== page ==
Yes, I understand that the above measures seem rather severe. I do not recommend them in panic or reactively but as a measured consideration of the alternatives. Yes, our resources are and will be severely impacted. But if one person lives because a congregation takes these measures, wasn’t it worth it? Blessings to all who navigate these uncertain and frightening times, especially those with the virus, anxious about it, caring for someone with it, or grieving someone lost to this illness. We trust always that God, in Christ, holds these times and holds each of us.
Your partner in ministry,
Timothy M. Smith
The next day, Saturday the 14th, I sent another email as I began thinking about what Sunday would look like.
Dear Friends in Christ,
How shall we “remember the Sabbath day” when we cannot, because of the Coronavirus, come to church? I have put together an order for worship to be used for personal or family devotions tomorrow and posted it on my blog. You can find it here: Remember the Sabbath Day.
And, if you have not already done so, this would be a good time to sign up for online giving, as my family and I have done. This is a wonderful way to continue to support the church during this challenging time. With that in mind, I am re-posting below a message from our Stewardship Committee with instructions on how to do this. (You can also mail your weekly offering to the church office, if you prefer.)
Please reach out to me if you have any questions or concerns, and I know that I am not alone in looking forward to the day when we can come together as a church family once again to worship our Lord.
Let us join with ELCA Lutherans around the country in lifting up this prayer offered by our Presiding Bishop:
God, our peace and our strength, we pray for our nation and the world as we face new uncertainties around coronavirus. Protect the most vulnerable among us, especially all who are currently sick or in isolation. Grant wisdom, patience, and clarity to health care workers, especially as their work caring for others puts them at great risk. Guide us as we consider how best to prepare and respond in our families, congregations, workplaces, and communities. Give us courage to face these days not with fear but with compassion, concern, and acts of service, trusting that you abide with us always, through Jesus Christ our Lord. Amen.
That Sunday, March 15, 2020, was one that I will never forget. I wrote a blog post about it (Reflecting on a Strange Sunday). Here is what I wrote:
I woke up Sunday morning at my usual time this past Sunday, but then remembered that worship had been cancelled because of the Coronavirus. How disappointing! Sunday morning is my favorite time of the week, and leading worship is the best part of my job! And I know that many of you were disappointed, too, not to be able to attend worship. Of all the times not to be able to come to church! Just when we need it the most! But social distancing, and doing our part to help prevent the spread of this pandemic, meant that this would be a very different Sunday for us all.
I had already posted my order of worship on this blog, and I used that for my morning prayers, and prayed for all of our church members who would be using it, too. And I thought about all of the silent, empty churches around the world on this very strange Sabbath. And my thoughts went to a surprising place: an ancient sermon, first preached on Holy Saturday, the day between Good Friday and Easter Sunday, that I try to read every year on that day. Here are its opening words:
“Something strange is happening – there is a great silence on earth today, a great silence and stillness. The whole earth keeps silence because the King is asleep. The earth trembled and is still because God has fallen asleep in the flesh and he has raised up all who have slept ever since the world began. God has died in the flesh and hell trembles with fear.“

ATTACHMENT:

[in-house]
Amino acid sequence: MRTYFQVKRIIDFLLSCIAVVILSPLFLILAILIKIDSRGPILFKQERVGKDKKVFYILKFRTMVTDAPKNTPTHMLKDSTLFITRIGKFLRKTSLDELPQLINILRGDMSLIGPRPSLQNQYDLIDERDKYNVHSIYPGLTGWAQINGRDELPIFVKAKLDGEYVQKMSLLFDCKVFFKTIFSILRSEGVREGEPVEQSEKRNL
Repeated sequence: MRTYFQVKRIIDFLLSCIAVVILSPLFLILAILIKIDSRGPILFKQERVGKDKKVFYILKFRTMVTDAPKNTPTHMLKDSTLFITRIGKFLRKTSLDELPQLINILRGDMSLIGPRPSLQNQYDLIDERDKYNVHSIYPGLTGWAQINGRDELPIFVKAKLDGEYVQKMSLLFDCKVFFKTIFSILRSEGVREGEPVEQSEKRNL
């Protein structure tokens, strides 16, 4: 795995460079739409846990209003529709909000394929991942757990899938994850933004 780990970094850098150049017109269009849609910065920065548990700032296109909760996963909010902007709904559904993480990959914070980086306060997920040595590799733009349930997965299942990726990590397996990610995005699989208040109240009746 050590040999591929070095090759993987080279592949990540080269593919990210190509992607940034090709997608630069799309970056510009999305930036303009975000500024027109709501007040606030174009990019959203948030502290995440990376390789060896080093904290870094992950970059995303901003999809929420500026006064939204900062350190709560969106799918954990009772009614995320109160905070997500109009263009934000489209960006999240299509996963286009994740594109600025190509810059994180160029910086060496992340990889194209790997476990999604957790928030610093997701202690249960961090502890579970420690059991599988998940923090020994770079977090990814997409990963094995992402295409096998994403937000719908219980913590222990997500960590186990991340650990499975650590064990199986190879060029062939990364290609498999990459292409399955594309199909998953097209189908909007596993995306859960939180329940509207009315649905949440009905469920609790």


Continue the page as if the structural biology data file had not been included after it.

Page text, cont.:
Indeed, I thought, there is a great silence on earth today. Churches around the world, empty in an effort to reduce the spread of this pandemic. The earth trembling, even, as we all anxiously await the next steps in this unfolding drama. We are all in a time of waiting, a “Holy Saturday” time of waiting and wondering. And it is unsettling, isn’t it? Indeed, “Holy Saturday” times always are.
But think back to that first Holy Saturday. Jesus had been crucified, but was not yet raised from the dead. And his disciples were afraid, and wondering what awaited them. They were locked away in the upper room. “Social distancing,” you might say, out of fear, and deeply anxious about what tomorrow would bring. We know, of course, what their tomorrow would hold – the miracle of the resurrection. But they didn’t know. Not yet.
Is it so different now? We don’t know what tomorrow will hold, either. We are anxious and afraid, just as so many in our world seem to be. Our world is in a “Holy Saturday” time of waiting and wondering, not sure what tomorrow will bring. But you know what? We know exactly what tomorrow will bring. We don’t know exactly when tomorrow will come, but we know, as deeply as we know anything at all, that Easter Sunday always follows Good Friday. That Holy Saturdays don’t last, and that a resurrection awaits us all.
I know that I am not alone in saying that I can’t wait for the day when we will be able to come together in worship again, and what a day of celebration that will be! But, in the meantime, in this “Holy Saturday” time of waiting, I encourage you to trust in the One who brings resurrection out of every death; trust in the One who promises that Easter Sunday is coming.
And I encourage you, too, to share your faith and your hope and your trust in God’s promise. These are anxious times, and anxiety is just as contagious as any virus. But you know what else is contagious? Hope. And faith. And love. And joy. And kindness. And generosity. And compassion. So let’s make sure that we are spreading these things, and not just anxiety. Let’s make sure that we are being the church in the world, even if we can’t come to church on Sunday. And let’s pray for the day when Christians around the world can come together again, to worship and to give thanks to the One who brings new life to us all.
Little did I know at the time that I would spend the next year praying “for the day when Christians around the world can come together again.” Our congregation returns to in-person worship (again) this Sunday, thankfully, still with some needed safety protocols in place. And I am grateful to see things beginning to open up throughout our community, but I grieve for the lives that have been lost or forever changed by this pandemic. This past year has been a year like no other, in my life or in my ministry. Looking back, it is clear that God has been with us, a very present help in trouble, but it will take some time before we see all of this clearly and understand it all more fully.
There is obviously so much more that I could share here, and that I suspect I will keep sharing in future posts, but I will keep this post to this reflection on what happened a year ago this week.